After putting its high-profile online-learning experiment on hold for the fall semester, San Jose State University said on Tuesday that it would resume offering three online courses next spring in conjunction with Udacity, one of the three big providers of massive open online courses.
The courses—"Elementary Statistics,” “Introduction to Programming,” and “General Psychology"—are among five with which the university has tested whether teaching methods and technology that Udacity developed for MOOCs could be useful in more-conventional courses offered for university credit. Two mathematics courses that were offered last spring are not being reprised.
The three courses will be offered for credit to strictly limited numbers of San Jose State students and others in the California State University system, the university said. The courses will also be offered to all comers through Udacity’s website, but completing the courses will earn those students only Udacity certificates.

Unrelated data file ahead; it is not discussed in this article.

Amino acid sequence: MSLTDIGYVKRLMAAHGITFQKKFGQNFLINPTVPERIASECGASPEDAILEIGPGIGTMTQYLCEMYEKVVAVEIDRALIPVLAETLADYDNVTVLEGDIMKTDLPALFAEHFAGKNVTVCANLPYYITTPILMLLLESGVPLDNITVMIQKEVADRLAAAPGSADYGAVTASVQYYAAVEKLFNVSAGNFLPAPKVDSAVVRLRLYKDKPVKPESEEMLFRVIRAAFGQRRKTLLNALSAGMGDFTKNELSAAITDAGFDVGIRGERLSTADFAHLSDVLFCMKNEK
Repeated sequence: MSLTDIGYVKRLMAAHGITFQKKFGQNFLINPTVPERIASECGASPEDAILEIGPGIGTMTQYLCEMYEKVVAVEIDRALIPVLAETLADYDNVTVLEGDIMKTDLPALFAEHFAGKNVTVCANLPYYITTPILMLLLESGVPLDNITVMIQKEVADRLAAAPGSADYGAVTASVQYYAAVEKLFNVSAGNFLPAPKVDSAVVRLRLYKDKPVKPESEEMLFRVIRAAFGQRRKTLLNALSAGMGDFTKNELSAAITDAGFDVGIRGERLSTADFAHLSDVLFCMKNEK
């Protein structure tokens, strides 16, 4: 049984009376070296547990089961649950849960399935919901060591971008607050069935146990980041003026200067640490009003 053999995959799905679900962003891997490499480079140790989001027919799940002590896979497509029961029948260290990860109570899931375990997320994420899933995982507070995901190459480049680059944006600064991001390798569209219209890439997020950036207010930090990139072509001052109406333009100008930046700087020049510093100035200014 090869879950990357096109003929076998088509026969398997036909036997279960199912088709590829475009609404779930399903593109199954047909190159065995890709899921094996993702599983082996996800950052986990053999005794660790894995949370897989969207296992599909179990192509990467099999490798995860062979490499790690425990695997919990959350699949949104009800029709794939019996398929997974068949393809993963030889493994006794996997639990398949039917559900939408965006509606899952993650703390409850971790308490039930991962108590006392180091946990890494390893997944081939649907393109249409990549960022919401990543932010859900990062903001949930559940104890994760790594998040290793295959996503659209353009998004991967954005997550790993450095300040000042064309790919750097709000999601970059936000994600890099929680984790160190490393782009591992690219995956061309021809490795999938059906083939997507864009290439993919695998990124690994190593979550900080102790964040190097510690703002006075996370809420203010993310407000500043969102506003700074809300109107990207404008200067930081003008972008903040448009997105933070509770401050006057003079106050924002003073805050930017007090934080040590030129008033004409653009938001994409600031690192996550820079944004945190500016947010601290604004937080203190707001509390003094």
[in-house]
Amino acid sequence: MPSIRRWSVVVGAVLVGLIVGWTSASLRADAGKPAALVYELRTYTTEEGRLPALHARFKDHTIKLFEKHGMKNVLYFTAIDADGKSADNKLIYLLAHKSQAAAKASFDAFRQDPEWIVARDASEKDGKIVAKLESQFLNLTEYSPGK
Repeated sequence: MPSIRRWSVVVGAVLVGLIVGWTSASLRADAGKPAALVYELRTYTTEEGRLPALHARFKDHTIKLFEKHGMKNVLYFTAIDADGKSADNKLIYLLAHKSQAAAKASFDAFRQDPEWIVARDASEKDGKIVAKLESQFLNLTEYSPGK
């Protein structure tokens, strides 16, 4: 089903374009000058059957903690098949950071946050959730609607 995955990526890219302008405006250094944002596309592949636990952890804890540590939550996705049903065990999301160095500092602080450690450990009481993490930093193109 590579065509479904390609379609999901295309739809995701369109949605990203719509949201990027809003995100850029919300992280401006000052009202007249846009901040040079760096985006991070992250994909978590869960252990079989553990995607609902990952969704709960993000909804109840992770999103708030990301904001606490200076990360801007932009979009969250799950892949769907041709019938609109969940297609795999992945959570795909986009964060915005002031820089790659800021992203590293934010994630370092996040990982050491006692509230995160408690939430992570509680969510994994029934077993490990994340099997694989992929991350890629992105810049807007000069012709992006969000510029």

The university said that Udacity had made its content “open and free” to the San Jose State faculty members overseeing the classes and that the company would “receive no payments or revenue from this arrangement.”
San Jose State’s online-learning tests began last spring in an arrangement promoted by the university’s president, Mohammad H. Qayoumi, as well as by Udacity’s chief executive and co-founder, Sebastian Thrun, and California’s governor, Jerry Brown. Initial results, however, were decidedly mixed, leading the university to hold off offering courses this fall, although it went ahead with courses it had already promised to offer during the summer.
The experiments coincided with an equally high-profile rebellion by members of the university’s philosophy department, who declined the administration’s request that they incorporate into one of their courses material from a MOOC produced by a Harvard University professor for the MOOC provider edX.